The bench­mark was de­vel­oped based on the four cat­e­gories of the teach­ers we have. Grade A are the PhD hold­ers, Grade B, masters de­gree hold­ers, Grade C, first de­gree and Grade D, NCE hold­ers. So, if you are an NCE holder, you take the Grade D exam and when you ac­quire a de­gree, you can take Grade C and your li­cense would be up­graded but the cer­tifi­cate will re­main the same.

This is done to im­prove qual­ity teach­ing be­cause the pub­lic said it is not good to just regis­ter peo­ple and give them cer­tifi­cates with­out know­ing the au­then­tic­ity of their qual­i­fi­ca­tions. So, this is an­other way of gate-keep­ing and if you fail the exam, you can­not be regis­tered. It will have pre­fab­ri­cat­ing ef­fect on the qual­ity of ed­u­ca­tion be­cause it will spur would-be-teach­ers who want to take the exam to work harder and se­ri­ously.

There are hun­dreds of teach­ers that haven’t ob­tained TRCN cer­tifi­cates. What hap­pens to them?

The Na­tional Coun­cil of Ed­u­ca­tion re­viewed its po­si­tion last year and ex­tended the dead­line for teach­ers to ac­quire the coun­cil’s cer­ti­fi­ca­tion to 2019 or to be shown the way out. TRCN is presently mon­i­tor­ing ac­tiv­i­ties in schools in six states and wait­ing for the con­sul­tant to sub­mit the re­port which would con­tain the lists of both qual­i­fied and un­qual­i­fied teach­ers. The re­sources pro­vided could only cover six states but the num­ber of states would be in­creased this year.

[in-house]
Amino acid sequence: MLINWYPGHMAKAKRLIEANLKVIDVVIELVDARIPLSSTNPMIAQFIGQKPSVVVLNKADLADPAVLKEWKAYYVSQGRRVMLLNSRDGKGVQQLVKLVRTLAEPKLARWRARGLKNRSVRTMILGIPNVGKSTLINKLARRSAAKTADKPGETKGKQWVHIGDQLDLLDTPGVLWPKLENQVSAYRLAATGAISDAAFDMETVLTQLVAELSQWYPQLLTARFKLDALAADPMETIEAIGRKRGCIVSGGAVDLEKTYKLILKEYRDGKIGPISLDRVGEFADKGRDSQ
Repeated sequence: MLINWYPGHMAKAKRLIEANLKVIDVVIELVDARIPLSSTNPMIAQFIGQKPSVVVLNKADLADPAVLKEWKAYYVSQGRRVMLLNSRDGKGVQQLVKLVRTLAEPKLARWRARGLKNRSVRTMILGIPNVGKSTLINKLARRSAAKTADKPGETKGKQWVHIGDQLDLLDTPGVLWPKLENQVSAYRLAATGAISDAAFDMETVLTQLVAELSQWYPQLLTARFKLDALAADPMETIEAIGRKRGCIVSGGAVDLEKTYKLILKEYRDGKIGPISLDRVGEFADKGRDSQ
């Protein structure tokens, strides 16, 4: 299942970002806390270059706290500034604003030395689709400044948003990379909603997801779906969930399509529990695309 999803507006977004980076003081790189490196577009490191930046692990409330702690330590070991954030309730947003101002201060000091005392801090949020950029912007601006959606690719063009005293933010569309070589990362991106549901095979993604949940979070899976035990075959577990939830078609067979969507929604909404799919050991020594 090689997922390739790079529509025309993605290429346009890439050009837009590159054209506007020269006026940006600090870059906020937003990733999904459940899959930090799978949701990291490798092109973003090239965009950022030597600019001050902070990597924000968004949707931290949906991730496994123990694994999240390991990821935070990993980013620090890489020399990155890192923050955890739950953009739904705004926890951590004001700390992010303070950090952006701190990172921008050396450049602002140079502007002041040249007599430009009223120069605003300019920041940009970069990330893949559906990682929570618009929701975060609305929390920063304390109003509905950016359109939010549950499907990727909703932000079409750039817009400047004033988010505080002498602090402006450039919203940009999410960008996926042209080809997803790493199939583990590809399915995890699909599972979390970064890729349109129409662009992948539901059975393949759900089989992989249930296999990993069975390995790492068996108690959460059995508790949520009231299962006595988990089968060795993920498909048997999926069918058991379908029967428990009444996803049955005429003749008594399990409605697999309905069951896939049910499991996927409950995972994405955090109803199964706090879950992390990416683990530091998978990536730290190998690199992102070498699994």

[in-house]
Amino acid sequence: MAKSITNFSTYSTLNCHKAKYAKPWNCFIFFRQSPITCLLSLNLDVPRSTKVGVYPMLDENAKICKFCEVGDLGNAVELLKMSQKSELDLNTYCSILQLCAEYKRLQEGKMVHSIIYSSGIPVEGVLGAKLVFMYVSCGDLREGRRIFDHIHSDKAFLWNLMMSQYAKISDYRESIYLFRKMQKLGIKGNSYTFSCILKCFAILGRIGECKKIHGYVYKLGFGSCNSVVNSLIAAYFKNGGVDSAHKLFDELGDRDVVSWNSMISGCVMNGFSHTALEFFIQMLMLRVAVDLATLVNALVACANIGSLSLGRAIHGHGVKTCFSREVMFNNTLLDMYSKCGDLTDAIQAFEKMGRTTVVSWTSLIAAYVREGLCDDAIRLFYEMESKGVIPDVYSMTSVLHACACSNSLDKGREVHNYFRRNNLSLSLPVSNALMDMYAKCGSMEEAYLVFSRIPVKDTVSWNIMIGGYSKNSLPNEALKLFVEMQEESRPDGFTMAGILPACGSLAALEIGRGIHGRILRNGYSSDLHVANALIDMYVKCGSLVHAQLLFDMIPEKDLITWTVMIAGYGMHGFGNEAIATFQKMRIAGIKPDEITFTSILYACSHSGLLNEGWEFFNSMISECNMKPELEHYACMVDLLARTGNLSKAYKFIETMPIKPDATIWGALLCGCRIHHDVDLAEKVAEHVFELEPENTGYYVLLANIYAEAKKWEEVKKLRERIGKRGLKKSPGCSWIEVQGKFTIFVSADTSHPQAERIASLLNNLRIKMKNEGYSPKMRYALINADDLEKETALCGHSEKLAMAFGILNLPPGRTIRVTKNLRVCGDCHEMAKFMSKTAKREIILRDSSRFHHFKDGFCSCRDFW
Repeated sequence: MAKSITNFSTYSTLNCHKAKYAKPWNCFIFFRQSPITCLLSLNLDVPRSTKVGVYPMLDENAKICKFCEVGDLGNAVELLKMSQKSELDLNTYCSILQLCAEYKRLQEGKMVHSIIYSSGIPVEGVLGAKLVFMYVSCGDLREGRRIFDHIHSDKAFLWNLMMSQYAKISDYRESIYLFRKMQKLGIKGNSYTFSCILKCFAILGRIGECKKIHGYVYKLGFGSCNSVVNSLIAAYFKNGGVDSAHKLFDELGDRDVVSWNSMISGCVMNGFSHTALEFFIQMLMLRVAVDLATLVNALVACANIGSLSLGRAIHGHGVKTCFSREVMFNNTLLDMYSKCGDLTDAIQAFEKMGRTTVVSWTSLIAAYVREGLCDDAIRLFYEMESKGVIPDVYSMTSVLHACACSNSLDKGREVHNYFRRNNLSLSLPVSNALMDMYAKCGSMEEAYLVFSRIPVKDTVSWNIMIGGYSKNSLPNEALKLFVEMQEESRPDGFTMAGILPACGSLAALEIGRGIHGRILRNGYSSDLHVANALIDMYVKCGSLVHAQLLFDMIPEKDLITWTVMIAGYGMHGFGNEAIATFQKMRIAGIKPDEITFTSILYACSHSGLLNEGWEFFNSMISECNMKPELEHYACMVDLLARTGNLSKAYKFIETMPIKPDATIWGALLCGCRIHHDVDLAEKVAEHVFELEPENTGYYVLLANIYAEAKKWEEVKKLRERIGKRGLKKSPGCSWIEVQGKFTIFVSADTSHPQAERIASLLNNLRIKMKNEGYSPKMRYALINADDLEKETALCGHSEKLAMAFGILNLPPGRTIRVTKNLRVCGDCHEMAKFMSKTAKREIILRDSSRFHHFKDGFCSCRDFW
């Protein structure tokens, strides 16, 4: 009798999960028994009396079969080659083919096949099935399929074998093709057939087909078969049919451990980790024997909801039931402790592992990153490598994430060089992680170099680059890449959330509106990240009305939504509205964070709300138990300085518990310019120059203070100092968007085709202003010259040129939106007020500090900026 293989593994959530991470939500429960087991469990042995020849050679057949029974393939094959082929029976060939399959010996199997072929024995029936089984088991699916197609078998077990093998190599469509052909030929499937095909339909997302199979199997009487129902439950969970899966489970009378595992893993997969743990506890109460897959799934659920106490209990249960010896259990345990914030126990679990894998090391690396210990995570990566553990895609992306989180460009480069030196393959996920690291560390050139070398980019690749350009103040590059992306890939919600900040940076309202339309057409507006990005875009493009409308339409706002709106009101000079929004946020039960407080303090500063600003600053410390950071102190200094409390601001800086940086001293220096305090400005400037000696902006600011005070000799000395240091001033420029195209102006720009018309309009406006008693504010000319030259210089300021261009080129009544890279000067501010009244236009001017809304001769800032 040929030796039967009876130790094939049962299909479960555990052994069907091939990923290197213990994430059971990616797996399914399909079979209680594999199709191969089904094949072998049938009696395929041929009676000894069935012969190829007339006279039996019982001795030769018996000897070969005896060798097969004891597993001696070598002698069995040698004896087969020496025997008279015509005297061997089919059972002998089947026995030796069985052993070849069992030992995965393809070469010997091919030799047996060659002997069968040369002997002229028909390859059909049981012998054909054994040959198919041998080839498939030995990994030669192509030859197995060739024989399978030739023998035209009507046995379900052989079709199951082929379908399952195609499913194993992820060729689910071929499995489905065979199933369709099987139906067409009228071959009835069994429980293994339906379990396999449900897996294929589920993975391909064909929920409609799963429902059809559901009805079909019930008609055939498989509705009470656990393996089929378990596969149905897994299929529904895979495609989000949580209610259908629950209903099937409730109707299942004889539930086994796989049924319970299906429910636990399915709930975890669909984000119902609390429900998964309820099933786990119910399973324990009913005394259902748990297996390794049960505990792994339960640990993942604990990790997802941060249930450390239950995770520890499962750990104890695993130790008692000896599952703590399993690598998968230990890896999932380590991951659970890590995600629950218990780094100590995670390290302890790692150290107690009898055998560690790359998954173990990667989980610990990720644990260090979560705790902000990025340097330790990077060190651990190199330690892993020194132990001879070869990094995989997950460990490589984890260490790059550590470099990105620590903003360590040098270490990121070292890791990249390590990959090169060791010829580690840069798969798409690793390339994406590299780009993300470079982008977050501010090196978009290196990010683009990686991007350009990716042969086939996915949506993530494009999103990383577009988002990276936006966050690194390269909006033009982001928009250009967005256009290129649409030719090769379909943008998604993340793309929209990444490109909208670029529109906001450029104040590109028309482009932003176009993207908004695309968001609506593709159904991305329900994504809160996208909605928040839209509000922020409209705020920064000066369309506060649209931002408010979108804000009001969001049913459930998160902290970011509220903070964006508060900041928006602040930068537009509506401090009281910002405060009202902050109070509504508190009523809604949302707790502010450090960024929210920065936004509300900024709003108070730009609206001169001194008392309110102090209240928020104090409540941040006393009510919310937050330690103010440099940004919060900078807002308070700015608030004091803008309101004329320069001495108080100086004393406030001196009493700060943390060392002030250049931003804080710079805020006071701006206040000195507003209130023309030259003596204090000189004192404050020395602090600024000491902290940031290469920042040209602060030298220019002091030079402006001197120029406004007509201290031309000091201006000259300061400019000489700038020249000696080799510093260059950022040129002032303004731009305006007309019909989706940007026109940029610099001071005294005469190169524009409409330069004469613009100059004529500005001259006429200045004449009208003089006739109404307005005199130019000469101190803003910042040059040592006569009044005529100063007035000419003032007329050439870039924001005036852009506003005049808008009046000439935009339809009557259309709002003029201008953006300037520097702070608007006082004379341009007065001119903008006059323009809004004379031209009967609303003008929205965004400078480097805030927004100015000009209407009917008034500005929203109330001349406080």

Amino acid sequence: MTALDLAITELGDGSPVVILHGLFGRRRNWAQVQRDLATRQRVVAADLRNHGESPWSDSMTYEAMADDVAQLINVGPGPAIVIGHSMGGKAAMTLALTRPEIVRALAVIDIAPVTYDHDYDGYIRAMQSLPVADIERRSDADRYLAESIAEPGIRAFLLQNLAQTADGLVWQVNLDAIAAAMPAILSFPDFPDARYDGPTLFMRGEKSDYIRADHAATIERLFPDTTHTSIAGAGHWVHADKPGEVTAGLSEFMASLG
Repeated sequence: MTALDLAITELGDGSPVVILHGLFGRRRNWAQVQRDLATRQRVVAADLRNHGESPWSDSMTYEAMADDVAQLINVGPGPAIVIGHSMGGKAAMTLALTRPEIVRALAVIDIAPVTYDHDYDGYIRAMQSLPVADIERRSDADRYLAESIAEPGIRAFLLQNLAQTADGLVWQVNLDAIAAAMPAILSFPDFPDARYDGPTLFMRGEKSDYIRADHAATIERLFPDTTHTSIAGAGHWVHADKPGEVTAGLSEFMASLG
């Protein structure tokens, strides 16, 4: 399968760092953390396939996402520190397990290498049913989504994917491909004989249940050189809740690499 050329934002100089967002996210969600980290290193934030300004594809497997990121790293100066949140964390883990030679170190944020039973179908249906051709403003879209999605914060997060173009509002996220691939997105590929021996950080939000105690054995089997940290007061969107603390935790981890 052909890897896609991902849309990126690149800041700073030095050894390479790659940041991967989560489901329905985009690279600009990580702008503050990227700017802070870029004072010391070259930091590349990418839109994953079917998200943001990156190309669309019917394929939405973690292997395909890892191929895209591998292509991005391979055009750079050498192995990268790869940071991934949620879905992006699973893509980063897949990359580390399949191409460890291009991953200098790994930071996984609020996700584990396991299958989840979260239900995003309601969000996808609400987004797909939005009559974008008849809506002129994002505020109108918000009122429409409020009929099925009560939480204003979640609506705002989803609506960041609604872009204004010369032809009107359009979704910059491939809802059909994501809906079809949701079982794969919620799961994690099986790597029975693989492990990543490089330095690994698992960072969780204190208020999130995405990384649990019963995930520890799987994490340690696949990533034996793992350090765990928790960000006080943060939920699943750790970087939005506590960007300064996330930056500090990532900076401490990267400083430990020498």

As part of your re­spon­si­bil­ity,

do you know the num­ber qual­i­fied teach­ers in Nige­ria?

There are close to two mil­lion teach­ers cer­ti­fied and regis­tered with the coun­cil. They are not enough for Nige­ria and in Africa in gen­eral there is a short­age of over 7 mil­lion teach­ers and the largest share would come from Nige­ria. This in­cludes higher in­sti­tu­tions and there is a deficit of 65,000 PhD hold­ers in Nige­rian uni­ver­si­ties. What com­pli­cates the mat­ter is that it is not only govern­ment that pro­vides ed­u­ca­tion; there are pri­vate providers. of

Prior to your ap­point­ment as regis­trar, the coun­cil was said to be in­ac­tive. How did you achieve a re­mark­able turn­around?

The fore­run­ners have tried their best. A solid foun­da­tion has al­ready been laid and we are build­ing on it and get­ting the sup­port of stake­hold­ers es­pe­cially the Nige­ria Union of Teach­ers. We are in­volv­ing a lot of stake­hold­ers for in­stance, the regis­trar doesn’t go to schools for ac­cred­i­ta­tion rather he ap­points ex­perts and pro­fes­sors to han­dle it.

Many teach­ers are ac­cused of dis­turb­ing be­hav­iors such as ex­tor­tion, sex-for-marks and bat­ter­ing. How is the coun­cil re­act­ing to this?

Teach­ers have to be above board and must see them­selves as par­ents. They should guide chil­dren and ev­ery form of abuse by teach­ers is re­pug­nant to the coun­cil. We have the Teach­ers In­ves­tiga­tive Panel and the Teach­ers Tri­bunal that are sup­posed to be in all the states and due to paucity of funds we are try­ing to see how states can take own­er­ship of th­ese bod­ies through the Na­tional Coun­cil on Ed­u­ca­tion to en­hance in­ves­ti­ga­tion and dis­ci­pline. Teach­ers found mis­be­hav­ing in schools would have their cer­tifi­cate and li­cense with­drawn and face pros­e­cu­tion. We mon­i­tor the schools and if we hear any ma­jor in­ci­dent, in­clud­ing exam fraud, we shall fol­low it to court.

Pro­fes­sor Josiah Oluse­gun Aji­boye